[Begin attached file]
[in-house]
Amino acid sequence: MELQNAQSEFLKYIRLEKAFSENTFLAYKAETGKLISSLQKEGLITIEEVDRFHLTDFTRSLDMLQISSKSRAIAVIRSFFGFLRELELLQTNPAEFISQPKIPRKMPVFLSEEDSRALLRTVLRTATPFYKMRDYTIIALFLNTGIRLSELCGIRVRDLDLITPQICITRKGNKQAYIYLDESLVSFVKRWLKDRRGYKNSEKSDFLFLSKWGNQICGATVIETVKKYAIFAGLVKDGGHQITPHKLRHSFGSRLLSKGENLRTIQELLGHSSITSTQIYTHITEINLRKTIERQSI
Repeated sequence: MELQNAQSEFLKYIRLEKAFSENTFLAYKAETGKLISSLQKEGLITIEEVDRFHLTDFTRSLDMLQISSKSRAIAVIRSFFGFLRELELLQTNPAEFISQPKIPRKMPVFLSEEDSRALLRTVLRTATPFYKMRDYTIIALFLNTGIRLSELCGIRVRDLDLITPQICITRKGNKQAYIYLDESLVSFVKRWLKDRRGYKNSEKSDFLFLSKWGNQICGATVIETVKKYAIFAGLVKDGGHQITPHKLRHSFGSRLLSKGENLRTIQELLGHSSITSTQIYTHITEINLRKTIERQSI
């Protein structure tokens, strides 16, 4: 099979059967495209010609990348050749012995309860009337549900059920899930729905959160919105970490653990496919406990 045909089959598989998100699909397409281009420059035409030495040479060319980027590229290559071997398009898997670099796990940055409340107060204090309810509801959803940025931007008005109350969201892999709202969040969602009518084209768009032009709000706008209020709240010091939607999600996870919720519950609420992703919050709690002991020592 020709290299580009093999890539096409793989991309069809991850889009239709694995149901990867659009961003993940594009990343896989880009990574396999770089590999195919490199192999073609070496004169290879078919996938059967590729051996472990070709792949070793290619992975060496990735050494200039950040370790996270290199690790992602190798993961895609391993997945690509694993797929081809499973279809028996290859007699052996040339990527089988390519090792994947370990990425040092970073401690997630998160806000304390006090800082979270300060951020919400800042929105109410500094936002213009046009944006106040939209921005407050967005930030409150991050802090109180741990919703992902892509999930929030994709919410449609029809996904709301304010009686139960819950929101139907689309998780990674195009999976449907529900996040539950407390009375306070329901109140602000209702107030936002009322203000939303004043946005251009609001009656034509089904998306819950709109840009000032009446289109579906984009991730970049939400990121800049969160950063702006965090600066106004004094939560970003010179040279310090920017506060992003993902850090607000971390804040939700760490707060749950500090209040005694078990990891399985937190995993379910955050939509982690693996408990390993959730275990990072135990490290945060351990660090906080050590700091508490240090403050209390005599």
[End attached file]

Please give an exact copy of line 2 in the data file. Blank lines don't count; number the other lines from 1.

Amino acid sequence: MELQNAQSEFLKYIRLEKAFSENTFLAYKAETGKLISSLQKEGLITIEEVDRFHLTDFTRSLDMLQISSKSRAIAVIRSFFGFLRELELLQTNPAEFISQPKIPRKMPVFLSEEDSRALLRTVLRTATPFYKMRDYTIIALFLNTGIRLSELCGIRVRDLDLITPQICITRKGNKQAYIYLDESLVSFVKRWLKDRRGYKNSEKSDFLFLSKWGNQICGATVIETVKKYAIFAGLVKDGGHQITPHKLRHSFGSRLLSKGENLRTIQELLGHSSITSTQIYTHITEINLRKTIERQSI